Now, here is where it gets interesting. One might think, and by ‘one’ I mean me, that after the second, possibly third, definitely the fourth, sterility inducing blow, that one would concede defeat and move on. Not so. Each time my husband relays another ground shattering blow, I provide constant support in the form of a beration of the Force and how I would do things differently. And each time he continues back the next day for more. Beyond the very literal added weight of the gadgets and vest, the uniform also adds a very metaphorical weight. If you’ve ever theorized that an Officer walks with a gait of arrogance, maybe take a moment to look again. He or she may very well be compensating for the insurmountable weight they are trying to uphold.

This weight was never more apparent to me than last Sunday at a gas station in Westlock. We were on our way, late as usual, to spend Grandma’s birthday with her in the hospital she was now calling home since her diagnosis of cancer and subsequent pelvic fracture. To say my husband’s mother is a pillar of strength would be an underestimation of her character and presence. A very young 65-yr-old, this disease has all but broken her both physically and emotionally. By Tuesday she would be airlifted to Edmonton after developing pneumonia and unable to breath properly on her own. Due in part to medical intervention, but more likely her sheer will and determination, she would be off the respirator by Thursday and asking for her iPhone. As I write this, I have never been more in awe of the indomitable human spirit. But I digress.

An intended quick stop at a gas station for snacks ended up reminding me of the true essence of a Mountie. As we parked, we noticed a gentleman filling his tire. I was initially annoyed at how he had taken two stalls to fill a tire; remember, I’m NOT the Mountie. Upon leaving the gas station, he was still there. Tire still flat. The gentleman appeared to be mid sixties and had a somewhat perplexed look on his face. Gaining our attention he asked if there was a place open in Westlock where he could get his tire changed. Sunday in Westlock… not so much. His look of complete defeat was ignored by my husband who, without hesitation, went about changing this gentleman’s tire. It was cold, even by Alberta’s standards. We were late for Grandma’s birthday… in the hospital. And my Mountie, fractured by society and his own organization, is kneeling on the frozen ground changing a tire for a stranger. When asked by the gentleman if this was his trade of choice, my husband answered simply, “Some days”. I was about to offer that he was a Mountie, but decided against it. If he wanted anonymity, who was I to take that away? He finished with the tire, declined any compensation of gratitude and we continued on our way. When I asked him why he didn’t disclose that he was an RCMP Officer he just said that it wasn’t relevant to the situation. I guess that was fair. He went on to tell me about the van full of teens and three or four nuns who had a flat once and he was ‘lucky enough’ to be in the vicinity and changed it for them. And then there was a woman who had driven for an hour when he pulled her over, having no clue that she even had a flat. OK, admittedly that’s an embarrassment to women everywhere, but the point remains the same. I began to wonder if other Officers spent as much time on their knees for society. My naivety says they do. Some of the Officers I’ve met would speak to the contrary. As with any profession, there are good employees and those that make you wonder how effective psychological screening really is.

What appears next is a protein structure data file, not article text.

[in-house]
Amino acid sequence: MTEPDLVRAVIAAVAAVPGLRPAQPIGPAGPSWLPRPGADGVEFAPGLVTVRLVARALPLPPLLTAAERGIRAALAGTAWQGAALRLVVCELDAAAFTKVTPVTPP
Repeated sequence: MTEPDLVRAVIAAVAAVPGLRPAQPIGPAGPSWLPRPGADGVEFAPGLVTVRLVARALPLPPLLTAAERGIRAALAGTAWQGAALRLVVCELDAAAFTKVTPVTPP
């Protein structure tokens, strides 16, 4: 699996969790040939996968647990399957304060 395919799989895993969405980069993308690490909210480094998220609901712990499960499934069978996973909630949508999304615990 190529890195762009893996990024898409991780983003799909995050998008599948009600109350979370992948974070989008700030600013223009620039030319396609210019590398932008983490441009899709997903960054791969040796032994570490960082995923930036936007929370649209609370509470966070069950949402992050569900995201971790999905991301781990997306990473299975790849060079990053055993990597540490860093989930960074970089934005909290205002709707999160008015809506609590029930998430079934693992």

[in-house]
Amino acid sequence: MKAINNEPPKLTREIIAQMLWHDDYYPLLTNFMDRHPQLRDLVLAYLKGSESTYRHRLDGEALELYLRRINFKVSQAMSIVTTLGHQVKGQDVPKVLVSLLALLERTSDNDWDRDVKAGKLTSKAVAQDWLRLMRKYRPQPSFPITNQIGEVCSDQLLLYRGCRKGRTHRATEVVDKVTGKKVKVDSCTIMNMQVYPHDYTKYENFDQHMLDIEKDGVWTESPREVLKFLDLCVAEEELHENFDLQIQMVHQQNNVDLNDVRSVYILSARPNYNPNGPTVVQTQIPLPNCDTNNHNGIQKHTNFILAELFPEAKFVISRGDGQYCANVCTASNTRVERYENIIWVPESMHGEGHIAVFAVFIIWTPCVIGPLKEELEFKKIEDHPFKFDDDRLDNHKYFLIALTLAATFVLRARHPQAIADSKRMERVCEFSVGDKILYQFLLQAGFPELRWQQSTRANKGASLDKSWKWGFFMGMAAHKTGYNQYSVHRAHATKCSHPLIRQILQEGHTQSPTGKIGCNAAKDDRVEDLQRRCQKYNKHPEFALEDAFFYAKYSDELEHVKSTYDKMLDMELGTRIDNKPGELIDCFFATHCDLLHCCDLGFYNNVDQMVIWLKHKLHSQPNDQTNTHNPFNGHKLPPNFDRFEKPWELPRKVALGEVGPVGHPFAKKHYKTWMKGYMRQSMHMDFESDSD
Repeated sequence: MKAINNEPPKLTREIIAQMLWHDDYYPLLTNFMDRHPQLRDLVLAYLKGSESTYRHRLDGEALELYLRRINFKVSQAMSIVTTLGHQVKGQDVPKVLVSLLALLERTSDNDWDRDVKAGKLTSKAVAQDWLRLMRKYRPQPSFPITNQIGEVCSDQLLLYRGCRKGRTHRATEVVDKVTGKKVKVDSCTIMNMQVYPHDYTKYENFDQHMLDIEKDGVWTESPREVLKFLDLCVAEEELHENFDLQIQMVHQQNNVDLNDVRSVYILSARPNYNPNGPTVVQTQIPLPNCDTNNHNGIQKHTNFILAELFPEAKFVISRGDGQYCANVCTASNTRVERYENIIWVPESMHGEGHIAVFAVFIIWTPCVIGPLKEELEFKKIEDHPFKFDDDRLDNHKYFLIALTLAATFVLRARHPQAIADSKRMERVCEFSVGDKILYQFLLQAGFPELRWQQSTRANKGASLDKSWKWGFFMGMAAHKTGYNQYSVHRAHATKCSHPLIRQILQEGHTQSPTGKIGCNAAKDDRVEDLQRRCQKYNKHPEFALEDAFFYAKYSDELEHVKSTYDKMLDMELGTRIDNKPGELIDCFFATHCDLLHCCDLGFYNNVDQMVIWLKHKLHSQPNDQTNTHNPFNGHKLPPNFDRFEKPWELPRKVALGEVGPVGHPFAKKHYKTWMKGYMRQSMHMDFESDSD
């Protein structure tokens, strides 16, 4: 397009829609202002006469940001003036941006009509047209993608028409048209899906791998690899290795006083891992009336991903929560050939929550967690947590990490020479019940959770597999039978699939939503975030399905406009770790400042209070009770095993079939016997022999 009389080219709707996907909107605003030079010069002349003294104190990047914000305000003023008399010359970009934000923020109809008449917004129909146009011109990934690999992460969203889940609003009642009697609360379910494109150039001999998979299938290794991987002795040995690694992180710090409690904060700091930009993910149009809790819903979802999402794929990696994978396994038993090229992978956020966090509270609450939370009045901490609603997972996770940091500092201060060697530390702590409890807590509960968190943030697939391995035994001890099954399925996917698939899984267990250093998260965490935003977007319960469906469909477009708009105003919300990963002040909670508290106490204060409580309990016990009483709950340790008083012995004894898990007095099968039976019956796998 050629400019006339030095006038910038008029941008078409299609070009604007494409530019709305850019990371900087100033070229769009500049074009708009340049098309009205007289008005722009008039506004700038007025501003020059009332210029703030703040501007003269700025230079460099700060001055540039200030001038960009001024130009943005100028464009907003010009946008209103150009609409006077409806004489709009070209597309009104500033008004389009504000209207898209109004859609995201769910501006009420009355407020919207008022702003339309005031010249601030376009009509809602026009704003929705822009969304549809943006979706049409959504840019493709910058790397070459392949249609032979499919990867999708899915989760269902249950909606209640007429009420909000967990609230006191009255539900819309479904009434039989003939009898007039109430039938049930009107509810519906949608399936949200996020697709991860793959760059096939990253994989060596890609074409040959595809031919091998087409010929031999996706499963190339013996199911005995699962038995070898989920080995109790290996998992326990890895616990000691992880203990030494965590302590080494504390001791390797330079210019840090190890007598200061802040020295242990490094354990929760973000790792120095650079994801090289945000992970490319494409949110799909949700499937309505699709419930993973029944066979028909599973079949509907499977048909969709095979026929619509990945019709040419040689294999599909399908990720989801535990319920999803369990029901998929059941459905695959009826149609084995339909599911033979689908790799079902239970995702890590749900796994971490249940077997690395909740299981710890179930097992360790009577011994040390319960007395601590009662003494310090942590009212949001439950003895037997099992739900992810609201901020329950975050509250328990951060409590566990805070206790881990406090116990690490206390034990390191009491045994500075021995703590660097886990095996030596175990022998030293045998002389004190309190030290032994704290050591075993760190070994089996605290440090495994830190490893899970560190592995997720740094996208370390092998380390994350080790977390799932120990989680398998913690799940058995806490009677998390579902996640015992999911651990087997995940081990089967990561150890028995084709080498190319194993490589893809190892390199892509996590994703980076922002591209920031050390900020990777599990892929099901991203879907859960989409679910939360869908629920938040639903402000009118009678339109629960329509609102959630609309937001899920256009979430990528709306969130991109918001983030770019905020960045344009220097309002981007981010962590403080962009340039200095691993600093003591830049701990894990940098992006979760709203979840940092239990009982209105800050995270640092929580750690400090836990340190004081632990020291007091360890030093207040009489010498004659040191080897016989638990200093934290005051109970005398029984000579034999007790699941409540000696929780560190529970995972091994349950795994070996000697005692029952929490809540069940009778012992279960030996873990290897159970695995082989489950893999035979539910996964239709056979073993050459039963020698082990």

There are a lot of good people wearing that yellow stripe, or maybe it’s wearing them. Either way, some still have their ghosts. If you meet one who has obviously lost their ghost, maybe pat them on the back (not too aggressively, some are pretty skittish) and thank them for giving it all. And maybe write a letter to the Commissioner and ask him why the RCMP isn’t more concerned about the ghosts of its members. Tell him I sent you! I will happily defend that the strength of the RCMP is in the character of its members, not the skill of its administration.

Jennifer Barry is a writer for The Spectator Tribune